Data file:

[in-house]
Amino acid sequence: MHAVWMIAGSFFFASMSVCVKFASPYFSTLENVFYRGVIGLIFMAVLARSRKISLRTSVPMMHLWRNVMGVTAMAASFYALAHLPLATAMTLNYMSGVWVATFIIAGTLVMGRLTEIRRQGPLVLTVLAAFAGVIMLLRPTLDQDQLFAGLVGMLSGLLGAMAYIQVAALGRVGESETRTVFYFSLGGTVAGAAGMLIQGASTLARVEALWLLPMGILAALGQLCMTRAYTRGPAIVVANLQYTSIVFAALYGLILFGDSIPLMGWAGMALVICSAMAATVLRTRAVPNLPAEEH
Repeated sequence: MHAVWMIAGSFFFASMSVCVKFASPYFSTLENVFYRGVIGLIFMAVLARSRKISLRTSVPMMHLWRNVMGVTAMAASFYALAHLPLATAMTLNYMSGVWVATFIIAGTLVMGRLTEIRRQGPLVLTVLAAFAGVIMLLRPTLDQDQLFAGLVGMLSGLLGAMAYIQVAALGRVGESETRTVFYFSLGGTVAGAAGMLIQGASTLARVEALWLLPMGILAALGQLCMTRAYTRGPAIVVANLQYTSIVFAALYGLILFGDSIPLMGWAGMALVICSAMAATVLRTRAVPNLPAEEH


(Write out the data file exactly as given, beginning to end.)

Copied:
[in-house]
Amino acid sequence: MHAVWMIAGSFFFASMSVCVKFASPYFSTLENVFYRGVIGLIFMAVLARSRKISLRTSVPMMHLWRNVMGVTAMAASFYALAHLPLATAMTLNYMSGVWVATFIIAGTLVMGRLTEIRRQGPLVLTVLAAFAGVIMLLRPTLDQDQLFAGLVGMLSGLLGAMAYIQVAALGRVGESETRTVFYFSLGGTVAGAAGMLIQGASTLARVEALWLLPMGILAALGQLCMTRAYTRGPAIVVANLQYTSIVFAALYGLILFGDSIPLMGWAGMALVICSAMAATVLRTRAVPNLPAEEH
Repeated sequence: MHAVWMIAGSFFFASMSVCVKFASPYFSTLENVFYRGVIGLIFMAVLARSRKISLRTSVPMMHLWRNVMGVTAMAASFYALAHLPLATAMTLNYMSGVWVATFIIAGTLVMGRLTEIRRQGPLVLTVLAAFAGVIMLLRPTLDQDQLFAGLVGMLSGLLGAMAYIQVAALGRVGESETRTVFYFSLGGTVAGAAGMLIQGASTLARVEALWLLPMGILAALGQLCMTRAYTRGPAIVVANLQYTSIVFAALYGLILFGDSIPLMGWAGMALVICSAMAATVLRTRAVPNLPAEEH